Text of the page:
Was Ishii inspired by the divas of early movies, or perhaps by meeting the doyenne of American modern dance, Ruth St. Denis on tour? What is the backstory?  Ishii, a renowned expressive artist, trained the young Yuriko Kikuchi (famously known as Yuriko) in Japan. This concert has aroused my curiousity about the history of Japanese modern dance.

One of the unexpected pleasures of the night —besides the piano accompaniment of Nora Izumi Bartosik— is the collection of historical photographs shown between dances. The Japanese photos are new to us and their visual connection to early western dance images catches our eyes. (It reminds me of the excitement of discovering a family member in a distant place.) A photo of Konami Ishii’s pupils recalls students of Doris Humphrey or Isadora Duncan’s Isadorables.

Photo of Konami Ishii's Studio circa 1935-37 (Yuriko, her student, is standing at the far left, her image has an x on it); Photo Courtesy of the Kikuchi Family 

Seiko Takata, offering incense to the gods, brings to mind exotic St. Denis.

The large projections radiate vitality and commitment. We can begin to appreciate how, from this small passionate band of people, a revolution began.

Two side by side photos of  Seiko Takata circa 1930's; Photos Courtesy of Nanako Yamada 

Orihara’s most stirring performances of the evening, however, came in Martha Graham’s Lamentation (1930) and Yuriko’s The Cry (1963).

Lamentation, a shockingly different work in the early 30’s because of its architectural, abstract approach to movement, still looks contemporary in 2019. The dancer, hidden except for feet, a partially revealed face and hands, remains seated on a bench, maneuvering fabric that encases her. Grief is masterfully distilled into angles that jut from a twisted core of purple lycra.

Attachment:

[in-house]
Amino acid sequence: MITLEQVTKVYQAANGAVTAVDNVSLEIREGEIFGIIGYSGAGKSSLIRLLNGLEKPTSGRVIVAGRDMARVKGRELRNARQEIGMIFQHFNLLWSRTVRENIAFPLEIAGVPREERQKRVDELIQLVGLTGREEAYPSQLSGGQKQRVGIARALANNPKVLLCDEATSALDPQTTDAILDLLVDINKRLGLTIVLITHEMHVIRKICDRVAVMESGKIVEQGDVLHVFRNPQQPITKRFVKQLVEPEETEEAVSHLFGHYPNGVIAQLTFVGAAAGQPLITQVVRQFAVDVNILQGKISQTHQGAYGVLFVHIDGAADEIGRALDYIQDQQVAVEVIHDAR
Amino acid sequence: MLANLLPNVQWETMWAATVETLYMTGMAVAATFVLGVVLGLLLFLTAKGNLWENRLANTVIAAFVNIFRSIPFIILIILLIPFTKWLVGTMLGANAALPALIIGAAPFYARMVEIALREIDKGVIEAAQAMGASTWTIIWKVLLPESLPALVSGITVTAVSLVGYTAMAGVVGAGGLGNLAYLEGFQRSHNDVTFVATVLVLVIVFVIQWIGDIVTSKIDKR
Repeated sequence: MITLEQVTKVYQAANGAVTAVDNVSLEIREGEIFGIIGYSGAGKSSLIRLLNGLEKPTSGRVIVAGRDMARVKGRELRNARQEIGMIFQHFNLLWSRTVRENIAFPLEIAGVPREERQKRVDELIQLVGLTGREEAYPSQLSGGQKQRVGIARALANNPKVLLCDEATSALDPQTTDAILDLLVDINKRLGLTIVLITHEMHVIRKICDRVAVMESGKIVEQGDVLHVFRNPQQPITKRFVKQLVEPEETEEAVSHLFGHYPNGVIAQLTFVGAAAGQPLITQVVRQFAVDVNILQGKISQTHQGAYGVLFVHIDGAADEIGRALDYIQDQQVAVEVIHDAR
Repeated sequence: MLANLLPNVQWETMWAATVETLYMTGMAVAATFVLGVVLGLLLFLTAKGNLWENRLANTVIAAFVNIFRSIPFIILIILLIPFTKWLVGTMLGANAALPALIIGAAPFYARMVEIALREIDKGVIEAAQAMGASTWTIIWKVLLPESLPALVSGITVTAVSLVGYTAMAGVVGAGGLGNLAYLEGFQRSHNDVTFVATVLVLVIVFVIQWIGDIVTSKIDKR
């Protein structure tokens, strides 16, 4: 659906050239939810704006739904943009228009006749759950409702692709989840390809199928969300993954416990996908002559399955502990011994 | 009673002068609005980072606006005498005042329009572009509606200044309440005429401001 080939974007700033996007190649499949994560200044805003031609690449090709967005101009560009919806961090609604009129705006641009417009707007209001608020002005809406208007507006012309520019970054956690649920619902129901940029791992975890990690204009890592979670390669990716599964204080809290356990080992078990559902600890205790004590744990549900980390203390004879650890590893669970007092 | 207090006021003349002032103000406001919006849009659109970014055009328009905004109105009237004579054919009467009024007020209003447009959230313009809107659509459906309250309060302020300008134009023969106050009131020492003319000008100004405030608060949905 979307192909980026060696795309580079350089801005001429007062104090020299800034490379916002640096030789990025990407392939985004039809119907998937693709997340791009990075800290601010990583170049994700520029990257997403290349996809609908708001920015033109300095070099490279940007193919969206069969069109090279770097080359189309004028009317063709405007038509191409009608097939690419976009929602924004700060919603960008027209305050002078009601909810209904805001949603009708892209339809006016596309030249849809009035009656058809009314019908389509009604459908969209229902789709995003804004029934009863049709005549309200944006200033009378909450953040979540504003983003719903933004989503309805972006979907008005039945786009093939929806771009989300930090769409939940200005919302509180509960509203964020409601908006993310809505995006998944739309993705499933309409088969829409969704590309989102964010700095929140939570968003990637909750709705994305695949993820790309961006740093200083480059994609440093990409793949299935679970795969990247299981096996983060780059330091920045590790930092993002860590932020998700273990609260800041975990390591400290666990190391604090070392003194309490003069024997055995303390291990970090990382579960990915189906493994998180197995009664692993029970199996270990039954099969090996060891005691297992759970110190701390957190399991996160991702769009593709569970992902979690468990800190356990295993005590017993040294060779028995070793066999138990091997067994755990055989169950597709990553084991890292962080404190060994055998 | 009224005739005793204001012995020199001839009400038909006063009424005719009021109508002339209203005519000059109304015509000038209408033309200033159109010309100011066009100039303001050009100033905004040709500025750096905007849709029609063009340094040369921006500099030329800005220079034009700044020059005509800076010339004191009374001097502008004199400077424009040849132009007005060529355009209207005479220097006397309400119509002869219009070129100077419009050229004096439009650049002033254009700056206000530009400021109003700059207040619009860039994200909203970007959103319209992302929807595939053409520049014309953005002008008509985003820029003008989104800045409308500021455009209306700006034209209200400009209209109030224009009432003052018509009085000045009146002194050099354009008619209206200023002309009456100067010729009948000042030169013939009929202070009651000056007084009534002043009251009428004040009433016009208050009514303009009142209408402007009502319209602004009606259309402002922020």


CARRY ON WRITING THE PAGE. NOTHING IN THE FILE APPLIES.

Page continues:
Miki Orihara in Martha Graham's Lamentation

I’ve seen Graham’s iconic work many times, but Orihara’s magnetic interpretation is a new experience. Her energy smolders, subtly building, from the first agitated shifts, to her long pitched leans, to the sharp right angles of her arms. Instead of displaying anguish, she draws us in, quietly imploring that we know the depths of her sorrow.

The Cry depicts despair pliantly with supple twists and elastic knee bends, and it wonderfully travels. After witnessing the 1930’s presentational, frontally-oriented work, it’s great to jump into the sixties. Orihara carves the space of the stage, rolls to the floor, lifts her legs, and allows us register her back. Here her lament, as in the Graham piece before, is deeply felt, but not histrionic. Yuriko's note to the dancer:  the dance is called The Cry, not your cry, or my cry. Orihara took that note to heart, making the piece universal. 

Miki Orihara in Yuriko's The Cry

While the evening recognizes all five choreographers, the soloist especially celebrates her mentor, Yuriko. In many ways the younger artist, followed her elder’s trajectory: both artists have roots in the US and Japan; both studied with some of the same Japanese teachers; they each danced for Graham,( with Orihara learning Yuriko’s roles), and both artists stretched beyond classical modern dance to Broadway, performing as “Eliza"  in The King and I

Yuriko as "Eliza" in The King and I; and as "Eve" in Martha Graham's Embattled Garden 

In a talkback after the show, Orihara confides that Yuriko helped her bear the Graham school when she arrived in New York in 1979. Excited to be in the US, not so much to dance, as to learn English, perhaps to drive (and see Mickey Mouse) Orihara described her first impressions of the Graham school, as “not a nice place.” Classes were competitive and she was elbowed and stepped on by students.

Yuriko, took the youngster under her wing, speaking corrections to her in Japanese. This caused the elbow jabbers to pause. Suddenly everyone wanted to know what it was the two were saying. Hmm. Orihara was accepted.

The rest, as they say, is history.